I started playing these new typography games online, per request of my professor as an exercise for the class. To sum up typography, it is essentially the style or appearance of what fonts look like either online or in print. I used to find it fun to experiment with fonts and use expressive fonts based on my moods, but college kids and “professionals” don’t do that…at least without a grade deduction or being deemed a “rookie.”

So, I dove into the games thinking this would be a relatively easy task, I was wrong. Typography is significantly harder to identify the exact typographic you’re looking at, than I arrogantly thought. It’s different then being able to automatically recognize curls or chalkboard fonts, or typography if you will, in your word documents. These “college level” typography games were about identifying serif and sans serif and fine details like the thickness or the length of a letter.

I tried out a few of the games that were listed, to name a few: Shoot the Serif, Type Connection, and Poster Letters.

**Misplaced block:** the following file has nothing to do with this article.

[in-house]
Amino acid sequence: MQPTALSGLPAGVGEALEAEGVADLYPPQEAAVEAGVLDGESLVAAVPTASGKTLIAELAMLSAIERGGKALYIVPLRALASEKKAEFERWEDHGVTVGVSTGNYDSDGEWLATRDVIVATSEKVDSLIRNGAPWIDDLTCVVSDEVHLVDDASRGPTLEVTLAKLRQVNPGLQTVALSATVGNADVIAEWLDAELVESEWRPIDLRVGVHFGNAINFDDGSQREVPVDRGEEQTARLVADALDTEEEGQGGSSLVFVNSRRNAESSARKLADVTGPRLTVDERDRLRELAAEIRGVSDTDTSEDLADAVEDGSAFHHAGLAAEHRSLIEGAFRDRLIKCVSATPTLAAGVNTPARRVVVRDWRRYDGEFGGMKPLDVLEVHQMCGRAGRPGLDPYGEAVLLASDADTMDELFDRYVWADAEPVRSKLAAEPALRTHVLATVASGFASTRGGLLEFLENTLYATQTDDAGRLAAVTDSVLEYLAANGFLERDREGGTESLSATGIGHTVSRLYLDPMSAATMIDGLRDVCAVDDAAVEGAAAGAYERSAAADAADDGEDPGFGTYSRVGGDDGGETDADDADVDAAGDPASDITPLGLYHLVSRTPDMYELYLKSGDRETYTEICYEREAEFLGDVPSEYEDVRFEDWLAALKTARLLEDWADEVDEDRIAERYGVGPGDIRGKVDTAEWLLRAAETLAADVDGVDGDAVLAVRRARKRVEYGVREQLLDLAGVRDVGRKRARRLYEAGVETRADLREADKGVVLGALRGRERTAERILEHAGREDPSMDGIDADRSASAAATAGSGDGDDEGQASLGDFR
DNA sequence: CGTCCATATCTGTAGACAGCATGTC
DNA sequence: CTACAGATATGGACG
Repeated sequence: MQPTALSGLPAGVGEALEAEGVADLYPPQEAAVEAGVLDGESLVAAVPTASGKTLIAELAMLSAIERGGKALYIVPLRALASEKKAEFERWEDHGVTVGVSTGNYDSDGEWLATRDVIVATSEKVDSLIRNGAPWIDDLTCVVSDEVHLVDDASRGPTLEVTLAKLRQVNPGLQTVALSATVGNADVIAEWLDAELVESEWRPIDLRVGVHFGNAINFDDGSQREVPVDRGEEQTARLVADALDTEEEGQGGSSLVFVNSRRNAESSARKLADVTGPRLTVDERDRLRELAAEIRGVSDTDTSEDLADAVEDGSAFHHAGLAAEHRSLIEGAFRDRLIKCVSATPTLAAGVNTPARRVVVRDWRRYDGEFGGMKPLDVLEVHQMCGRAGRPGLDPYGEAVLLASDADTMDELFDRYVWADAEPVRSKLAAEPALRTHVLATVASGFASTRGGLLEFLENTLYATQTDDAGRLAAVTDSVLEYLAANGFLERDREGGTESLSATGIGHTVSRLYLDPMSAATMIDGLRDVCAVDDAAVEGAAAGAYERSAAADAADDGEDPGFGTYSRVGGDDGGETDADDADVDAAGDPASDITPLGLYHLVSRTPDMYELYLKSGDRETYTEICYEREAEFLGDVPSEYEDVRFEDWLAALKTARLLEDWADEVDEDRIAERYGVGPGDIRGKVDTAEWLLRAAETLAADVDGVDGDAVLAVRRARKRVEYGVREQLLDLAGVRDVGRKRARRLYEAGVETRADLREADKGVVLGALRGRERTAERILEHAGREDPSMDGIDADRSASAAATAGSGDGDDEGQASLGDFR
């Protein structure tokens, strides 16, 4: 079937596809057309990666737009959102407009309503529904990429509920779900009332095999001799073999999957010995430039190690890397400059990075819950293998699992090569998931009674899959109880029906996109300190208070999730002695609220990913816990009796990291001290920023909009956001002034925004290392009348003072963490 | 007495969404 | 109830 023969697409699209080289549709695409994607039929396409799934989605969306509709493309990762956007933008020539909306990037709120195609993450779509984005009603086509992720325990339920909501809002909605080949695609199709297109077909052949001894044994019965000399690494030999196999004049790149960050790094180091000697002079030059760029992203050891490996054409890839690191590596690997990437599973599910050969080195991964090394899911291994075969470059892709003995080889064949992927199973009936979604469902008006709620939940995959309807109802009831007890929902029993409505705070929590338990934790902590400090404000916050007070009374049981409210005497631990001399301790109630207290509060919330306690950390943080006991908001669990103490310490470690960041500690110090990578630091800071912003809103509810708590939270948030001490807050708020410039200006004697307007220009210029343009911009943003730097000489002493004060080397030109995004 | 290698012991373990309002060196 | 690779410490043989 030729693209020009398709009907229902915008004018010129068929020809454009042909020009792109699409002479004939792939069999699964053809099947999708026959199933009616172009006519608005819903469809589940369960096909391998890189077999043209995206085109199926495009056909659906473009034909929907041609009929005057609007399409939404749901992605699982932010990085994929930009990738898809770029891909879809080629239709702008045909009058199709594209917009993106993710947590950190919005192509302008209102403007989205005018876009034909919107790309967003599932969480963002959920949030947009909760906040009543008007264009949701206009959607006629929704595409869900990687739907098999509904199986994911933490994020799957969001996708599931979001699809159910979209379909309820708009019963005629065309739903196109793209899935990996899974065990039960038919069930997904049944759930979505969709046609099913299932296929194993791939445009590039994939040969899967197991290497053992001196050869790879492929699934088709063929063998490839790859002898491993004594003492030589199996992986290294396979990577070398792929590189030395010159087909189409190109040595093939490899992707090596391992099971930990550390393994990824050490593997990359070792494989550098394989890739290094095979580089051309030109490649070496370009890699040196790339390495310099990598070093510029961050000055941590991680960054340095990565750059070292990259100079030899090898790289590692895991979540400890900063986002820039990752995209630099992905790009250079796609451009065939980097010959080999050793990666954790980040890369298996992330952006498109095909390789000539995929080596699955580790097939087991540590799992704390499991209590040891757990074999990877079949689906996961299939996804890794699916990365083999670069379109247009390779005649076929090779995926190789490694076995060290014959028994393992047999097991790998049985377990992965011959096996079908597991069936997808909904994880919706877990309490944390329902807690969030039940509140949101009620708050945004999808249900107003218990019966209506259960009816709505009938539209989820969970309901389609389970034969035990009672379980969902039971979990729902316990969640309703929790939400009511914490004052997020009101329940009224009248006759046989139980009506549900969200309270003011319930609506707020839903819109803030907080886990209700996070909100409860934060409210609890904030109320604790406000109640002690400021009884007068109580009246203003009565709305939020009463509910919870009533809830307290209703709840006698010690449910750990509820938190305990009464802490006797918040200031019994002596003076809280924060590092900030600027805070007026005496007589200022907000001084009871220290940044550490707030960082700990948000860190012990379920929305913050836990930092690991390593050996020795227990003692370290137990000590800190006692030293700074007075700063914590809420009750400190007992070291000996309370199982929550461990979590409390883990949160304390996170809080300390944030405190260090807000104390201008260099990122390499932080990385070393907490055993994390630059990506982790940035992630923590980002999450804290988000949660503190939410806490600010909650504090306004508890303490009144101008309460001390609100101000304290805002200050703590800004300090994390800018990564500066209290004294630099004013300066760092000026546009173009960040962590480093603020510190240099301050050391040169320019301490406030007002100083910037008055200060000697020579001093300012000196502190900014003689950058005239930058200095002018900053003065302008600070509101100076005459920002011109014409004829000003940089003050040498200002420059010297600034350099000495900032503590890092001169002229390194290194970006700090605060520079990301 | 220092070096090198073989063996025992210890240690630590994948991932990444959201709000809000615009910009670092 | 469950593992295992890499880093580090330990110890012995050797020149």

Shoot the Serif: I throughly enjoyed because I already had an understanding of serif and sans serif fonts from a previous social media job…serif tends to be harder to read on social media platforms.

Type Connection: Fortunately or Unfortunately, I am not currently on any dating apps, which I feel made Type Connection harder for me to not only operate but truly understand the concept of matching, I quickly moved on from this one. I didn’t go on the second date…

Poster Letters: Very cool game. I am a big movie person whether it’s going to the movies or rewatching my favorites over and over only to learn something new every time. So it was time to put my movie knowledge to the test. I wasn’t as successful as I initially thought, but hey, I’m just a beginner in the world of Poster Letters.

If you’re new to typography or merely want a refresher, I would now recommend these games as a UGE help.



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Writing Effectively, Unit 2.1